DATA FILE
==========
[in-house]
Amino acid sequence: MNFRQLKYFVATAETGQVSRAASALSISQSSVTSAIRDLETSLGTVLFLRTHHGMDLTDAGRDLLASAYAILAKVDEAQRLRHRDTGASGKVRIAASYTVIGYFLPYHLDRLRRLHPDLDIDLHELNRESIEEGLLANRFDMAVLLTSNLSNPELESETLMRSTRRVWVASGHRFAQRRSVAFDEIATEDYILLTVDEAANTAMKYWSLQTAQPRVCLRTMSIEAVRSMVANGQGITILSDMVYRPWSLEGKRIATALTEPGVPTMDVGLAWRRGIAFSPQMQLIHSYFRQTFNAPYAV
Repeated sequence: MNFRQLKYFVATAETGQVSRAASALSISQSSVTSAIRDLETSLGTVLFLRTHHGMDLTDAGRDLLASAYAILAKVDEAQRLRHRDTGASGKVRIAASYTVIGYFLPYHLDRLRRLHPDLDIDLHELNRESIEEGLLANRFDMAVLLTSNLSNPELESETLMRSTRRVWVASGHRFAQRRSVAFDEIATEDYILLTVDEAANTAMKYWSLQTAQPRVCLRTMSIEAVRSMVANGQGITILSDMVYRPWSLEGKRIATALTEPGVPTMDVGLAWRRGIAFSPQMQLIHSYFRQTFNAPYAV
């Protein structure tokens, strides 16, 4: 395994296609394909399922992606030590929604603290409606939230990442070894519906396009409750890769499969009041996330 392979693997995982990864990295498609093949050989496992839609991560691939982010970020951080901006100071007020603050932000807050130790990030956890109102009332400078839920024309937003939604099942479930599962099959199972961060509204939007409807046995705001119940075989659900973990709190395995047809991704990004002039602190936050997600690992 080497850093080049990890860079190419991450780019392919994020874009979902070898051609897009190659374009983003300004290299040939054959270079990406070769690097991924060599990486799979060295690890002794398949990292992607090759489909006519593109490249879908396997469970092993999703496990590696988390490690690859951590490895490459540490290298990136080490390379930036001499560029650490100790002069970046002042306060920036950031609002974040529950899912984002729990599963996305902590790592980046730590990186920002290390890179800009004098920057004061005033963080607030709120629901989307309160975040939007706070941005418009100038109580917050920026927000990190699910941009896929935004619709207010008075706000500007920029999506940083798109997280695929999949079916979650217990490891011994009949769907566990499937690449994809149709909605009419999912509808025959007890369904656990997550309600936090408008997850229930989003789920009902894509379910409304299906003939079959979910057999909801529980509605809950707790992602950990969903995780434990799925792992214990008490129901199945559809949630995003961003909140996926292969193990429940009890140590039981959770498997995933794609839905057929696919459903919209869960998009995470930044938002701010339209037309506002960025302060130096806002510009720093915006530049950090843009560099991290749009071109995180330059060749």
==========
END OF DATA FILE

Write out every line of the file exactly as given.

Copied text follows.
[in-house]
Amino acid sequence: MNFRQLKYFVATAETGQVSRAASALSISQSSVTSAIRDLETSLGTVLFLRTHHGMDLTDAGRDLLASAYAILAKVDEAQRLRHRDTGASGKVRIAASYTVIGYFLPYHLDRLRRLHPDLDIDLHELNRESIEEGLLANRFDMAVLLTSNLSNPELESETLMRSTRRVWVASGHRFAQRRSVAFDEIATEDYILLTVDEAANTAMKYWSLQTAQPRVCLRTMSIEAVRSMVANGQGITILSDMVYRPWSLEGKRIATALTEPGVPTMDVGLAWRRGIAFSPQMQLIHSYFRQTFNAPYAV
Repeated sequence: MNFRQLKYFVATAETGQVSRAASALSISQSSVTSAIRDLETSLGTVLFLRTHHGMDLTDAGRDLLASAYAILAKVDEAQRLRHRDTGASGKVRIAASYTVIGYFLPYHLDRLRRLHPDLDIDLHELNRESIEEGLLANRFDMAVLLTSNLSNPELESETLMRSTRRVWVASGHRFAQRRSVAFDEIATEDYILLTVDEAANTAMKYWSLQTAQPRVCLRTMSIEAVRSMVANGQGITILSDMVYRPWSLEGKRIATALTEPGVPTMDVGLAWRRGIAFSPQMQLIHSYFRQTFNAPYAV
């Protein structure tokens, strides 16, 4: 395994296609394909399922992606030590929604603290409606939230990442070894519906396009409750890769499969009041996330 392979693997995982990864990295498609093949050989496992839609991560691939982010970020951080901006100071007020603050932000807050130790990030956890109102009332400078839920024309937003939604099942479930599962099959199972961060509204939007409807046995705001119940075989659900973990709190395995047809991704990004002039602190936050997600690992 080497850093080049990890860079190419991450780019392919994020874009979902070898051609897009190659374009983003300004290299040939054959270079990406070769690097991924060599990486799979060295690890002794398949990292992607090759489909006519593109490249879908396997469970092993999703496990590696988390490690690859951590490895490459540490290298990136080490390379930036001499560029650490100790002069970046002042306060920036950031609002974040529950899912984002729990599963996305902590790592980046730590990186920002290390890179800009004098920057004061005033963080607030709120629901989307309160975040939007706070941005418009100038109580917050920026927000990190699910941009896929935004619709207010008075706000500007920029999506940083798109997280695929999949079916979650217990490891011994009949769907566990499937690449994809149709909605009419999912509808025959007890369904656990997550309600936090408008997850229930989003789920009902894509379910409304299906003939079959979910057999909801529980509605809950707790992602950990969903995780434990799925792992214990008490129901199945559809949630995003961003909140996926292969193990429940009890140590039981959770498997995933794609839905057929696919459903919209869960998009995470930044938002701010339209037309506002960025302060130096806002510009720093915006530049950090843009560099991290749009071109995180330059060749």